different amount of contrast, so you would adjust that yourself. So this is what the black and white would look like. I generally go for color, but we can try different options. This is patina. This is probably my filmiest and my richest option. The highlights are like really creamy in it and, so the white balance is a little bit off here, but I can show you like if you warm it up a little bit. And... How is it looking on screen? I feel like it's... The resolution looks a little crunchy, but I don't know how to change that. Let's see. How is it viewing live? I'll check in, but I would just say go with what's on your, what you're seeing on your monitor. Okay. Let's see. Oh, there we go, okay. I can see better when I'm zoomed in. So you can see, when I edit, what I go for is skin tones. Like I'm trying to get their skin to be as like naturally colored as possible. I do generally like them a little bit like pink in the skin? And so zoomed in, I like the way that looks. I also usually add green to it to mimic the film kind of green. So this green here is what typically the Contax 645 green looks like. If you like greenier, you can go green plus. And then, and again, this is a very zoomed in image 'cause it was a really wide one, so it looks really grainy, so I would just stick with regular green for that. And then, if it's really bright, I would do highlight recover. Let's zoom back out again. If needed, I would go highlight recover, which kinda brings back a little details in the bright blown out backgrounds on this. So with that... My studio in LA also has gridded windows like this, and so I feel like it's so unforgiving for any kind of tilt. And I'm not talking about like, you know, intentional tilt. Like, this is clearly, I didn't... My camera was slightly tilted. So I would straighten it out in Lightroom. That kind of stuff just bothers me. So for this one, let's see how this one is. Oh, I didn't even get to go through the other options, huh. The way I would recommend using any presets. Find one that speaks most to your style. Like, try not to use a whole bunch of different ones. But that said, sometimes, there are certain conditions where the presets just doesn't apply well, whether it's because there's a color cast to it or some kind of, like certain kind of contrast or maybe you really under or overexposed it or something. So in that case, it's kind of nice to have a few tools as an option for when your default doesn't work. For me, my default is patina. So I don't even try the other ones unless patina's not working for me. And I think there was like one that I did, a session that I did last week not in my space where somehow, the lighting in that room, patina just was too overexaggerated. And so I guess in terms of like the amount of filminess, I think patina is the most. So it has like really warm highlights, and then the skins tend to have a very creaminess to the skins. And then pure, I think, is my cleanest one. So if I'm doing a commercial shoot, I'd go for pure. Versus if I'm going for something more like romantic or filmy portrait stuff, then I'll do patina. And then pure is very clean. And then serene is like my most, it's cooler and more, if you like the more washed out look, I would go with serene. So I tend to be a little punchier of a shooter, and so that's why I go for patina, 'cause patina has more contrast, more saturation. And so if you just think of it, it's like, you know, patina's the most, pure is middle and serene is the least. So depending on what works for your look. And so I'll add green to this, and I feel like the highlights are okay with this, I don't need to recover the highlights. So yeah, and then let's zoom in and just see. I mean, this one I focused on their toes or his toes. Where's your toe? Okay. So skin tone, skin tone looks okay. (laughs) All right, so let's see this one. And this is, so this shot was taken, do you remember when I asked them to, his chin, adjust his chin? So this was taken before the chin adjustment, and you can see there's like a little, like she looks a little sunken into his neck right there, right. And so there's ones later on where, see, even that one, this is when I asked him to extend a little bit, and you can see the difference, a definition in the jawline makes a big difference. But let's edit this one. For this one, yeah, I love patina on it. I love what it did to the skin color. And then we'll just add green do it, I don't even think you need to recover the highlights in this. So for the most part, that's pretty much all I would need to do, like check the, the first step is always check the exposure. And then from there, you can either play around, like once you, and I do exposure until the highlight is where I want it to be. So where the brightest parts, and so I like her skin now. So once I've done exposure to adjust for that, I now look at the shadows and see if I'm happy with that or not. Does it need more contrast, does it need less contrast or do I need to brighten up the shadows, which is what I'm doing right now 'cause, and what I'm looking for is like right here, just to brighten that up a little bit. Yeah. And I'm happy with that, I think the white balance looks good too on that. So this one, I went closer in. I wanted to really focus on her. So same thing, we'll do patina and green. Let's see, I think it could go a little brighter. And then probably the shadows a little bit brighter. This one's a lot more saturated than the previous photo. And then I think the next one, I tell her to look at me. Yeah, yeah. So then in general, since you're starting with the same preset and then working from there, are you trying to have a consistent, coherent look across this set of images that you're gonna give them, and do you, is it the whole session or do you change them by the little mini stories within? That's a great question. I think it's really important to have a signature look. And I think that can only be achieved if your editing is consistent and your shooting style is consistent. So with my editing, I don't do anything different unless it's necessary. So I usually just go with the same set of, with my general formula. So for example, I could create a custom preset based, like a combination where I already automatically do patina and green together. The green is less separate because, for example, my commercial shoots, I won't add green to my commercial shoots. But for these kinds of shoots, I do want it to look like film and I'll add green to it. So that's why it's left separate, but I can easily create one preset that already hits all of those buttons. But I'm not doing it for this day 'cause I want you to be able to see the individual buttons that I'm choosing to use. And so, for the patina or for these different ones, if people don't have that preset yet or if they, could we see sort of what the elements are within it? Yeah, okay. So should I just go-- Yeah. Let me see what's the best... So what I was gonna do is, since this image was taken in the same environment as this, I was gonna sync it. So I'll sync it first. So I highlighted both, and it's on the one I want, and so I'm syncing it. I usually don't do crop 'cause unless it's on a tripod, it's not gonna be totally accurate. But I left everything else to sync. So then now, in theory, this image should look exactly like the other image. So I think from here, I could probably just do an undo and you should be able to, oh. Well, that's default. Well, you know default is all zeroes. Okay. I didn't, for this one, I didn't touch the temperature. But what I did change was the exposure, so that's what I went in and changed myself. But aside from that, the preset set everything else. The contrast, the highlights, shadows and blacks and the tone curve. And it's pretty smart, like I find that it works, it's worked for my artificial lighting and my natural lighting stuff too. That one's a cute one. All right, so this one, let's see. And I can try some of the other ones too, just to show you. So this one's pure, let's do green. So it's just more of a cleaner look, and I think for this one, I want a little bit of, I don't know, oomph and little richness to it. So that's why, that's why I stick to, that's why I stick to the patina unless it's not working for me. So you can see like the difference that it does, it gives it more creamy highlights and I prefer my highlights creamy just because I tend to like them really bright. So this one for sure needs to be streamed, 'cause that window, any time there's horizons, like I need those horizons straight, otherwise it, I feel like it's really distracting on the eye. But yeah, so let's see what would happen if I brightened up the shadows a little bit. 'Cause this one, they're backlit. So anything that's like under the chin and like all in these nooks and crannies here are gonna be all shadows. And what's interesting to me is like, this looks like such a digital photo to me like, there's not much depth of field to it, 'cause it was taken on a 63. And that one, it's just a wider lens. So I think that's why, I was trying to switch to the as much as I could, but that's not always an option. So this one, I had to warm up. It was too cool. So for this, I would recover the highlights on that one, 'cause I thought the whites were really blown out. Awesome, all right, so let's see... So this was still taken with the 63. This one looks, that one is serene, let's see. I was gonna see how it would look with more, serene is general is cooler. So for people who like cooler tones. So I tent to warm it up if I'm gonna do serene. But let's see. And I'm just trying it out and seeing, let's recover the highlights. And I think that looks fun, but let me try, whoops, not that one. Yeah, like I always try just to see, you know, if I like the other ones more, but in general, for the way that I shoot, the way that I expose my stuff, and the look, the result that I like, patina just works better for me. It just, and a lot of times, it looks just like my film scans. So I like this better. Is she looking green to you? A little? Sometimes that happens, especially if you're shooting on grass. That's where you get a lot of like the green undertones coming up on their chin, and so you usually just have to slide up the magenta for that to counter the green. I wonder where that green was coming from though. Okay, well, let's see these ones. Okay, so this one, I'm gonna try and see if I could just sync it. I don't sync unless I think that they're really close. Like, I wouldn't sync the whole session, you know, because just the difference, like I said, in how light falls of, right, it can change a lot. And then the color tone too, like the closer you are to the brick, the redder you're gonna be versus away. And so let's try syncing these two and see if that, how is that? Better upside down? (laughs) Or is it better, let's see. I think upside down, huh, yeah. It was intended to be upside down. I just wanted to see how it would look other ways. I think that's adorable. You know, I actually would love to see this one in a black and white and see how this would go. So let's reset it back to raw. And when I go black and white, I actually like to add a lot of green to it because, to me, black and white film is very grainy. A question. Yeah. Is there any particular way you choose which ones you turn black and white or any tricks to how you decide that? Yes. In general, I'm a color person, I think my feat is color and people like me for color. The times when I intentionally shoot black and white is when it's more documentary, which to me is during the getting ready. I think some of those moments are very, I don't know, kind of moody for me, and so I will go black and white for those. During the reception as well I'll go black and white, 'cause I think there's, I guess it's more photo journalistic to me. Versus portraits, I generally like my portraits in color. But sometimes with black, some things, like if the colors don't match, then I'll turn it black and white. Like if either what they're wearing doesn't quite go together or if there's a color cast and you can't get rid of that color cast, then let's see what it looks like in black and white. But yeah, for the most part, I think I'm more of a color person than a black and white person. But I think this one looks really cute in black and white. And if you want them turned sepia, there is this, I do have a sepia tone that you can just add on top of it. And that gives it a really nice warmth to it. So I think this one, let's see. I'm feeling this in black and white though, it feels, yeah, has more character. Oh, and this one's cute, let's see. Which orientation now, all right. I was checking 'cause I noticed, when I did the sepia tone on this, it seemed like it applied it on this when I undid it, so I was checking, I was wondering if it accidentally got put on this one too. So you can always undo the tones with this one, undo tones and yeah. So when I applied the sepia tone, it applied it on everything. So let me not highlight everything, okay. And then let me see, I also have this other tone that's blush and I wonder how that would look. I like it with that. So the blush tone just gives a little bit of a pink tint to it. One of my favorite films that is not made anymore is Fujifilm 800Z. And that one like was very pinky. And I still have some, but I just don't wanna use it 'cause then, once I use it, it's all gone. (audience laughter) So it just sits in my fridge. But that's where that was inspired from, just to create that little bit of blush. And it's really subtle, you know, so it's not like overexaggerated or anything like that. But yeah, I think this skin tone is really pretty. I like the cool in her shirt, the kind of warmth in her skin. I wanna see the ones where he's throwing the ball of yarn. I think that was so cute. Okay, so let's check if my horizons are straight or not. All right. So now I'm gonna go to my default patina, because I think a consistent look is really important. So now let's brighten this one up a little bit. Maybe the temperature could use a little bit of warmth, but yeah, that's good. So in this case, I think this actually goes with the whole industrial look. But let's say that this is like an electric plug in the wall when you, in a hotel room, right. That's actually a little bit distracting. So I do do this regularly in Lightroom when I'm editing, I'll take it out. So using this tool right here, you can then just, so I don't want that one, and then it picks a new spot that lets you... And I'm quiet 'cause I'm trying to line up the pipe just right. Pretty good. All right, so now zoom out. And I took it out. So for me, I don't like distracting elements like exit signs, outlet plugs. And I'll just go in real quickly and take those out. When I'm editing, anything that I can do within Lightroom, I'll do. I charge if I have to open up in Photoshop to do it, but if it's, you know, taking out these little, like these, that trick is really great for blemishes as well. Like, if they have just something on their face, you could just zap it out real quickly. And then... All right, so this one, I'm gonna try to sync it with the next two photos and see. But I already see that I needed to... This one, I think the highlights need to be recovered, it's really bright on this one. So that was like just, I don't even know if you can see the difference, can you from back there? It's real subtle, but the highlights come back a little bit and it's not so white. Okay, so for this one, it definitely needs to get straightened out. But I love that look, that yarn throw. There was one where he completely threw it out of my frame. So that then it just didn't make any sense, so that's why I chose this one, 'cause you can at least still see, you can still see the ball of yarn. What are some of your challenges when you're editing? I would be curious, if you have any, feel free to throw it out here for me to address. We did have one online that was in reaction to, you're talking about developing your style that you can be consistent with, and Sara says, "How do you determine that look, that style?" She says, "That's my biggest challenge, "I like so many different looks." And I think that's a really great question, and I think that's something that a lot of artists in general struggle with when they first come in. And the same thing with me too. I think I had to get to a point where I recognized I do like lots of style, but what style is me? I can like a style, but that doesn't mean it's me? So what I would recommend is, like, you want the goal, the end goal is for someone to recognize your photo without having known who shot it. You know, they're scrolling on Instagram, they stop, they see and they instantly know oh, like, this was taken by you, right. So that's the ultimate goal, so how do you get there is, I think take a whole bunch of your work and, well, one, you can take a bunch of people's work, mix it in with yours and go ask several random people like hey, can you guess which ones were shot by the same photographer. And I used to do this at my workshop. And people would all bring their prints and then we'd all swap and do it, and it's funny when some of the people would walk out realizing like oh my gosh, people thought like my work was taken by three different photographers. You know, I had like my light and airy look, I had my, you know, moody look, and I had my like, I don't know, like off camera like (mumbles), off camera flash edgy look, right. And it's like, it looked like three different artists were taking it. And so I think what's important is will someone recognize, will someone be able to pull out your photos out of a collection of other people's photos? And I think, as you're choosing which one to settle in, which one actually really makes you happy? When you're looking at these photos, which one like is the one that you feel like is your voice? And I think, once you start taking, and it's so hard because you're so closely attached to all the photos, and I'll be honest like, it took me a long time to throw away some, or to kick out some of like the really early photos that I made because I remember like, like even that silhouette shot that I showed you, like I kept that on my site for like so long, but it's not really my style for today, I still love it, you know. But I kept it on my site for so long, you know, and eventually, you start to take out the ones that don't fit, and then, you know, you keep the ones that you kinda like, even though it doesn't fit. But eventually, as you start building more and more work, you start realizing okay, it's time to let that go. So slowly just taking out the ones that you don't want. But I think just, if you had to show somebody your work, like one portfolio, what were the images that you would throw in, you know, what would be like your top 20 favorite images that you've ever taken? Like, I think that would be a good exercise, go home and pull out your top 20 images. When you think of your work, what are the top 20 images? And maybe even top 10, right. And start to really identify what makes them consistent with each other. Is it the lighting, well, it will be the lighting, but what type of lighting did you choose? Is it certain kinds of poses that you did? Certain kind of storyline or emotion that the couples had or certain types of environments, like there's some photographers who'll only shoot in open fields. So all of the work you see is like, you know, in these big, you know, wide open fields of grass, flowers or wheat or whatever. That eventually becomes a style, some people do really fun stuff with like off camera lighting and flash and things like that, you know. So as you're looking through your work, which one stands out to you? And when people think of you, what do you want them to think of you as? I guess it's kind of like your, what's that, your elevator pitch, you know, you have like couple of seconds to tell someone what your style is, how would you describe and what are the images that would describe it? Yeah, mic. I was wondering if you came across, if your style is light and airy and somebody who's a biker, they're like really raw and gritty and their wedding is not light and airy, you know, it's rock and roll, it's dirt bikes, it's everything like that. I have a hard time figuring out, do I stay with this style that I have developed or they want high contrast, more gritty look? Yeah, I think-- More detailed, so that's what I struggle with the most. So there's, I think there's a few ways to approach it. Okay, since I'm leaving this on, I'm gonna edit this because I don't wanna see an unedited photo. Okay, so that's better. So I think that's a really important question to ask yourself because first of all, why do you want to take the dirt bike wedding? Is it because that's actually what you wanna do? If that's actually what excites you, maybe you should be doing that and, you know, really going in for that niche rather than trying to appeal to the gen-- Yeah, I do all sorts like different styles, very off beat bride kind of stuff. So one wedding will be super vintagy, another wedding will be rock and roll, and then another wedding will be super hippy off the docks of Seattle. I would recommend finding out which weddings you really identify with and which one speaks to your style and only show those. So just because you take a wedding, well, so I guess there's two things you can, first, let me go down the branch of decision making process here. So the first option is like, do I take it, yes or no, right. And so, if... Why do you want it? Is it because you actually think it's really interesting? Or is it because you need the money, right? That's their friends. Or their friends. So if the answer is yes, I'm gonna take this. Okay, then that's like a whole other decision, right. But if no, the reason noes could be either it doesn't fit my look, I'm not the right photographer for them, sometimes that might be the reality. I know for sure like, if someone, I would not be the right photographer for someone who wanted a dirt bike wedding, although I love the idea of it. Like, I love the idea of it, I would love to look at the pictures of it, but when I think of the reality, I don't really like dust. (audience laughter) Just you know, little things like that, all right. I don't want the dust to get into my film. I have to acknowledge that I'm not the right photographer for them, so I wouldn't be doing them a service if I was to take that, right. And even if their friends, like perhaps they don't know any better, like they just wanna hire me because they like me or whatever, right. But I think it's okay to say I'm not the right photographer for this gig, you know, but I know someone who can do it better than I can, or not necessarily better, but who would do it in a way that you want it done. And it's okay to say no to that. If you decide that you have to say yes to it, whether it's because I need the money or it's a really good friend or family and I can't say no otherwise or if it's, and I'm assuming you're saying that this is something you don't necessarily wanna show in your portfolio, correct? Or is there a possibility that this may be what you wanna show in your portfolio? I do probably the opposite of everybody and I tend to show everything. Like, I will show the super contrasty wedding and then I'll do another wedding that's super light and airy, so I show it all. And so my website does not look the way I keep seeing it's supposed to look. I think, if you are new to this industry, it is good to try it all. The analogy that I have is like they're all ladders. You know, you have the light and airy ladder, you have the high contrast ladder. Which ladder are you gonna go up? You can only go up one ladder though if you wanna go up high. It's easy to jump up two rung here, jump off, jump up two rung here, another two rung here. But if you keep doing that, you're never gonna climb up. So how high do you want to go up, right? And at some point, you're gonna have to drop some of those ladders, you know, in order to focus on a few. The danger of having that, and right now is a good time to try because, if you are new and you tried this ladder and it didn't work out, you only fell down two rungs, big deal. Go up another, you know, it doesn't take you long, right. The higher up you go, the more risk you have. And the more detrimental it is if you were to fall. So that's where you don't, you can't necessarily afford to run all around all the time. So if you are still trying to find your voice, that's fine. Do it all, take every single wedding so that you can find out what you like and what you don't like, I think that's the only way you're gonna know. But once you start to identify, you do need to eventually narrow down. Because if you don't, the danger of having showing everything is, if I'm a client, how do I know what I'm gonna get? If I come to your website, it's like am I gonna get the light and airy photographer or am I gonna get the edgy photographer? Like, are you multiple personality and it's like a luck of the draw which one I get, you know? Well, so I usually ask to, like, I usually ask, you know, what's your inspiration, do you prefer light and airy or do you want something a little more gritty and contrasty, and so I kinda let them dictate me instead of the opposite, but that's probably super-- If you do that, you are a service versus an artist. You know, if you want to be able to command top dollars, you need people to come to you because they want your look. They want that look that no one else can have because only you can do it. But if you are a service, oh, tell me what you want and I will give it to you, that doesn't make you any different than any other, the photographer next door who offers all these services as well. So I think it just depends on what you want to go to, but I think all of you here probably do want to become artists. And if you do want to become artists, you do need to eventually find your voice and hone in on that voice. So I think that's why that consistent style is so important, because I did have like, I had a consultation with someone who basically hired another photographer, was not happy with them and is now looking for a replacement photographer. But when I asked her about it, what it came down to is, I asked her, well, she wasn't happy with engagement photos, you know. So I was like well, the photos you got back, is it representative of what you saw in the portfolio? 'Cause if it is, then you got what you paid for, but you know, looking at the portfolio, it was all over the place. And so it was true, she didn't know what she was getting. She was attracted to these kinds of photos, but got, you know, the stuff that was over here. And so I think it's harder to, it's harder to really sell and get confidence from your clients if they're not quite sure. If you really do enjoy all that aspect, I would almost think like perhaps breaking it into different businesses. Like sectioning it off somehow. And that's why there's a big debate too, like do you include your baby stuff with your wedding stuff? You know, and there's a whole debate on that, on your Instagram feed, do you have your babies mixed in with your wedding stuff or do you keep them separate 'cause wedding brides don't wanna see babies, you know, mothers don't wanna see brides. And so which, you know... For me personally, I chose to mix those two together 'cause I think my style is consistent in terms of feeling and looks. So that's why I keep the baby and the families together. But I did recently just launch a new baby photography line that I realized had a totally different look, and when I put it on Instagram, it just didn't fit with anything else on my feed, so I launched a new feed for that. So I think, you know, if it's something that you really enjoy, and that was something I enjoyed, then it's okay to have two separate business for it. So some photographers will have weddings on one and commercial on another site because, you know, your corporate clients don't wanna see flowers, bouquets and stuff like that, and vice versa. So yeah. So let's get through these ones, because (laughs), I just love her expression on this one. So this one, the highlights are really bright for me. (laughs) Are the images what you were expecting, I guess you watched it tethered anyway, right, so it's pretty consistent with what you were seeing. I'm gonna try to sync these. So in terms of editing, I usually can get through an entire session in less than an hour. So once I'm done shooting, that's why I offered to do the live edit, 'cause I knew I can do it within the time. Upload, yes, no, yes, no, yes, no. And then for the most part like, in terms of vignettes or the mini stories, the little pick up points, they're generally in the same place anyway, and so I, for the most part, can sync at least those ones together and it's just minor tweaking, yeah. The sync option, what is it exactly for? What do you do when you put (mumbles)? Do you apply the same effects or that's what you do? Yeah, so yeah, when I sync it, what I'm telling it to do, here, we can do it again. You get to choose what you want it to sync. So if I was on a tripod where the frame never moved, I could even do spot removal and crop too, which is when I'm rotating to straighten things out. But I was not on a tripod, so I take those out. But everything else I, yeah. Give it the same color, give it the white balance, give it the same clarity, tone curve and everything. Tone curve is like how the presets are making it look the same. So this was that like, I don't love this image, to be honest. I did it horizontally because she's looking this direction, and so I felt like, if I had cropped it here, then it would look like she's looking off frame. And from a viewer's perspective, you wanna see what she's looking at. So I included this 'cause I wanted to show you that. Once you have more than (mumbles), it doesn't feel incomplete, I guess. But it looks too forced. I think he was more of a smiley person. And I think that's important to know with your clients too, as you're working with them, to see like some people are just giggly and they're better giggly. And it's really unnatural to make them try to seem like this, you know. (laughs) That's cute. Yeah, so these ones, for the most part, are, I'm not even having to do any additional edits on them, which makes me really happy, and that's how I'm able to get through the editing really quickly. Whenever I'm composing images, for that same story, so the knitting story alone, you can see I took on, my challenge to myself is always to find three different angles to shoot that same story. 'Cause otherwise, if I shot it all at, you know, this. When you put it together, it just, it's all, it all looks the same, even if their expressions are different, you know. So for me, I always get one that's really wide, that sets the tone. So this one is my wide one, so now this, you know, this isn't so much about like their expressions, but this is more about the setting. This places your viewer into the scene now and they understand what's happening. Then I go in for a slightly closer up photo that then shows a little bit more details about what they're doing, and now you get to get a better sense of who they are. And then something like this, you know, emphasized the knitting now. And then they, you know, you can feel their love, but there's a little bit of privacy. It's not like so in your face, let me watch you make out. But you can sense the intimacy that, I like that. You're also just seeing like what she's doing as well. And I like how with this, the (mumbles) evolved into... Aw, that's cute. I love it. (laughs) So I purposely didn't do this, sync this because I already could tell it was a lot cooler than, and you can see from here too. So clouds must've came in at that moment or something. But you can see like, it's not too far off, you know, so it's not like it messes up the photo. It's definitely something you can still recover. So let's try and see what happens, so I just threw patina on there and I threw some green on there. I do think it's a little underexposed, so let me just brighten that up a little bit. And then it probably needs a little bump in warmth. And I think that looks pretty good. The temperature thing is so subjective. Some people likes warm images, some people likes cool. So I don't think there's a right or wrong in that, I think that one is just, as long as their skin looks like a natural person's skin. (laughs) Let's see how the floor ones turned out. I didn't keep them on the floor as long as I thought I would, because I got them up and then we got distracted with the pillow fighting. But let's try patina. Actually, I would wonder how the black and white would look with this one. Sometimes, if I feel like color's not doing anything for the photo, then black and white... Like, I think black and white gives us a little bit more of a rawness to it. And I don't feel like the colors of their gaming system necessarily went with the color palette. (laughs) So let's see, let's try black and white on this one too. This one's a little bit, when I shoot color, I tend to like things very bright. But when I shoot black and white, I usually don't go as bright. So this one, I actually had to pull the exposure down, unlike the other ones. And you know, this one, I actually really don't like, I love her expression. I think this is kind of unflattering, and so I'm actually gonna try to crop this in. Like, I'm trying to really bring in the focus to her eyes instead. Let's see. I didn't give myself much room to work with, but... How's that, ideally, I generally like to try to get my subjects in one of these areas here. So that's what I was trying to do here, but it did, I don't have enough room without getting a lot more of him, so if I wanna crop that much of him, then her eyes are up there. But I still think it's compositionally strong because like you get that line right there. I think it still works with her eyes being a little bit higher than what your typical rule of thirds is. So this was them and their game. (laughs) This is very like fun and youthful. All right, let's try, yeah, I think these ones are looking pretty good out of camera. Okay, this one, immediately my eye goes to the crooked or the slanted horizon. Okay. I wanna make sure I get through all of this, so you can see, was there any, I'm trying to think if there was anything with the posing that, remember when I was showing you the difference in the chin? Like, stuff like that. Whoa, what did I just hit? All right. So this one, I feel like it lacks a little bit of, it looks flat to me. What do you guys think? But I mean, some people, if you like, sometimes when I shoot with Fuji 400H, it can be a little less contrasty like that, and I think it's really pretty too. So it depends on if you like it like that, or if you want a little bit more of oomph. So sometimes I'll do depth, that just adds a slight little bit of contrast to it. Aw, that's a sweet moment. Let's take a guess, do you think this is a black and white moment or a color moment? Let's try. That's black and white, I think that looks really good. So you can do Command + , and that'll make a virtual copy of it, and then we can try both. I generally don't deliver, I remember there was a time in my career where I would basically give them the same photo, but edit it multiple ways. I generally don't do that anymore. But, well, I don't do that anymore, at least for color. I rarely now will do like one black and white and one color. This might be one of those situations where I might actually do both, 'cause I think both actually look really pretty. But unless it's a situation like this where I actually think it looks great in both, I pick the one that looks best. I love how both, like I think the black and white looks so like classic and pretty. But I also think, like I'm in love with the skin tones on this one, I think that's so pretty and it's such a pretty moment too. Just the moment between them two, I love it. So that's like a rare situation where I'm like okay, I need both, I need to make both. Let's see how these individual portraits of her. Like, this is probably just me being nitpicky, but like, that color right there from her Game Boy like, it just doesn't fit the color palette. That's pretty. But yeah, the goal is, as much as you can get in camera, then the less you have to do in post. And as photographers, we like shooting, we don't like editing, all right. Like, we don't wanna be behind a computer, we wanna be behind the camera. So the more that you can get right in the camera, then the less time you spend behind the laptop or a computer. Oh, that's a sweet moment of her. I wonder how that would look in black and white. Let's try that. And I totally just did that while choosing everything. Okay, so I'm gonna reset that and then I'm gonna go for black and white. That looks pretty in black and white too. Yeah, I like both in that case. So this one, let's see. Brighten it up, maybe warm it up a little bit. That looks good. Oh, this is a cute moment too, okay. So this one is way cool and... Let's try to add some warmth to it and I think that looks good. All right, some of him alone. Whoops. Black and white, do you see a little preview? That's like how I'm like deciding before I commit. Black and white, patina. It's green. Highlight recover 'cause he's in a white shirt and all that white in the background, and I knew I'm gonna wanna bring up his face 'cause his, I didn't have a reflector on this one, this is a situation where I should've done a reflector, Then his face would've had a little bit more dimension to it and not so flat. (laughs) But still good. Okay, horizon. Cool. So even when I'm rotating and cropping, I was being mindful of his feet. Like it would look really awkward if, watch. Do you see it like, it just, yeah. I mean, it's really subtle but... I feel like, if you're gonna crop it, you crop it all the way or you include it. Let's see how this one is. Brighten it up a little bit. You think this would be a black and white moment? I'm not loving the colors of the brick in the background. I think the... Okay, extra green, and let's brighten this up a little bit. I think that's better. Aw. That reminds me of like, when I shoot newborns and the newborn starts sucking on mom's nose. That's really sweet. Highlights need to be recovered on that though. But that's really sweet. Yeah, question. Just a quick question from Jay online. Do these REFINED presets that you're using, do those work with any camera brand? I know you were shooting with the Fujifilm. Does it work with Canon, Sony, anything? Yeah. So for sure, it works with Canon because I, before getting this Fuji camera, I was using a Canon. And so a lot of the, these presets were actually tested, were created with my Canon files so I didn't even have the Fuji camera yet at the time, but they're working beautifully for the Fuji camera. And when we decided to launch the presets out, we got a whole bunch of test from people. And so a lot of the Nikon users seem to love pure on it. So I think it depends on the style, but it's, but yeah, definitely we do have a ton of Nikon samples, and then we also have Sony samples as well too that work really well. So usually, it's like the coloring that's slightly different, coloring and contrast that's slightly different. This one. I think if I had a reflector on this, it would've been better, I feel like it's a little bit washed out. Okay, let's reset this. Do you see how it's like, to me, it's a little muddy. And that's because of the heavy backlight that's kind of like the haziness that's caused by it. So had I had a reflector going back on it, it would've made it a little more clear rather than this haze. So in these situations, I can either go black and white. And I think that looks adorable in black and white. Let's make a virtual copy of that, reset this one, and then I'm gonna try to make it work in color. I believe in color, I think I can do it. Right, so patina, green, let's try highlight recovery. No, I think highlight recovery is what made it look a little, 'cause I think leaving that blown out makes it in contrast to this. Like, this looks clear on contrast to that versus making everything flat. So yeah, so I think the ultimate takeaway that I want you to have is aim for finding the right light to begin with. Because once you have the right light, like I showed you earlier, like the posing is a little more forgiving on that if you have the beautiful light. So make sure lighting is there. Then get the posing so that you can get the good reactions from them. Once you have that together, you should be able to get a pretty consistent set of photos where it will make your editing life easier. And so, as much as you can get done in camera, the less you have to do behind the computer.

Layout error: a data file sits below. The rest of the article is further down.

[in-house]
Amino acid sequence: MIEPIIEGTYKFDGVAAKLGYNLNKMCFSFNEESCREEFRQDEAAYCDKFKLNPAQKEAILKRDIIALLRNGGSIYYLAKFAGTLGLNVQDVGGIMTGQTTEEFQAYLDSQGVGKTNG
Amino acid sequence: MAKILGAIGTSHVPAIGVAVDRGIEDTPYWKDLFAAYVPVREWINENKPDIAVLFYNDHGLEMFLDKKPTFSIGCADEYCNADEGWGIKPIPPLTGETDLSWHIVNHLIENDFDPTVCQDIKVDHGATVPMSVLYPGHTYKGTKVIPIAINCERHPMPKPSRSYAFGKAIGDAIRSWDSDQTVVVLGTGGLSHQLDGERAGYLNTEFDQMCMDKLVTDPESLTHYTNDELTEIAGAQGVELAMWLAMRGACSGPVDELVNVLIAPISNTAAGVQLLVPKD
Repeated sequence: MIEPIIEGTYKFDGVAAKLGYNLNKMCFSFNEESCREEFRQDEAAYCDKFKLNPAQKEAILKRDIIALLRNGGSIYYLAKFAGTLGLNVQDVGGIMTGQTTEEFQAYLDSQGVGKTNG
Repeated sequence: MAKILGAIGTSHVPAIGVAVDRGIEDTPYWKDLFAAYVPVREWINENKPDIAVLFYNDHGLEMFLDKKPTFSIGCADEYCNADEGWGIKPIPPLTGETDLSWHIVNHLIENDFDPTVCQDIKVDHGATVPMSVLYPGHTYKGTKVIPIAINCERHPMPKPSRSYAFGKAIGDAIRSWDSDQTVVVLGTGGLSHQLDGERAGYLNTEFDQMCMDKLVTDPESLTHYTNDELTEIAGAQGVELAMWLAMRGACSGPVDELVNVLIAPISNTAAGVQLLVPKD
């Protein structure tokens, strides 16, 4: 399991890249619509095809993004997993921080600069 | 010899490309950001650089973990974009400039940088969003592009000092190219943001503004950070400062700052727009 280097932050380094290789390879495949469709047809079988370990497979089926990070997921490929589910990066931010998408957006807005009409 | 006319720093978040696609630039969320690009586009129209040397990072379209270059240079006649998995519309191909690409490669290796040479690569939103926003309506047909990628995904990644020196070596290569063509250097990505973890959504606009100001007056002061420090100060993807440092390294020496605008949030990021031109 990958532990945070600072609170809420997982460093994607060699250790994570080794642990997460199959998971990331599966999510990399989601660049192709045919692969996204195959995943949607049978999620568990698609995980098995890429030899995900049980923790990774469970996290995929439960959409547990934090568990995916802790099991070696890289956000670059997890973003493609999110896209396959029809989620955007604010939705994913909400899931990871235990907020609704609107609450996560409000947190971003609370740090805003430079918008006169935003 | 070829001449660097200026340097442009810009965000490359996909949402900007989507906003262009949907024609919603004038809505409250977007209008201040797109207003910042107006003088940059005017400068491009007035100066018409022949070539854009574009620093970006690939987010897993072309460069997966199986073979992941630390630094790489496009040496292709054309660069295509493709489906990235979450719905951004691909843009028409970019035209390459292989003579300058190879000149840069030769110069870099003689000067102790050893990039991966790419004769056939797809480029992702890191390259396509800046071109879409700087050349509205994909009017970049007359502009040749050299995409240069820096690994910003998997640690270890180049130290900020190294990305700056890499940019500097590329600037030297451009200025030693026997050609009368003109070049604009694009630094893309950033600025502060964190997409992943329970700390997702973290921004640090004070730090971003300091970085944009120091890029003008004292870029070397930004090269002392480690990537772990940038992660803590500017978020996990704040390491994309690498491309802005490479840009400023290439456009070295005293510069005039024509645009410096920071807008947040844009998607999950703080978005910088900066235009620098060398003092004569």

Class Description

Capturing the special moments for your wedding clients is a big responsibility. You only have one chance to evaluate and make sure the couple is posed in the best possible light for each image. Caroline Tran is a well-known wedding and portrait photographer recognized for creating images that reflect the emotions of her clients through lighting and posing. In her class you’ll learn how to:

  • Evaluate the light you’re seeing and place your clients in the best place to capture it
  • Work with natural light and determine what additional equipment you might need
  • Understand Caroline’s system of using the 6 pick-up points of posing so you won’t miss any of the key poses that your clients will want to see
  • Use the proper cues to get the couple in the right posing position
  • Cull and edit your images so to provide the best product for your clients

Wedding days go by so quickly for couples, it’s important give them images that preserve the special moments and memories they’ll treasure forever. Caroline will help you to understand the lighting and posing techniques to capture the unique details of every couple. 

Class Materials

Bonus Materials with Purchase

Posing Tips

Ratings and Reviews

Student Work

Related Classes



I had such a great experience at Creative Live. Everyone was super nice. I flew from Los Angeles to Seattle for the first time and Mariangela was kind enough to help me with transportation, hotel, restaurants, things to do in Seattle. It was a fun continue education trip. Caroline Tran's class was amazing! I can't wait to go back for another class at Creative Live.


Enjoyed the class! Especially liked seeing how Caroline transitioned and shot the engagement shoot with the cute couple. The pick up points were great, love the analogy to piano since I'm pianist as well. I use her refined presets too and really like the outcome :) Would recommend that as well!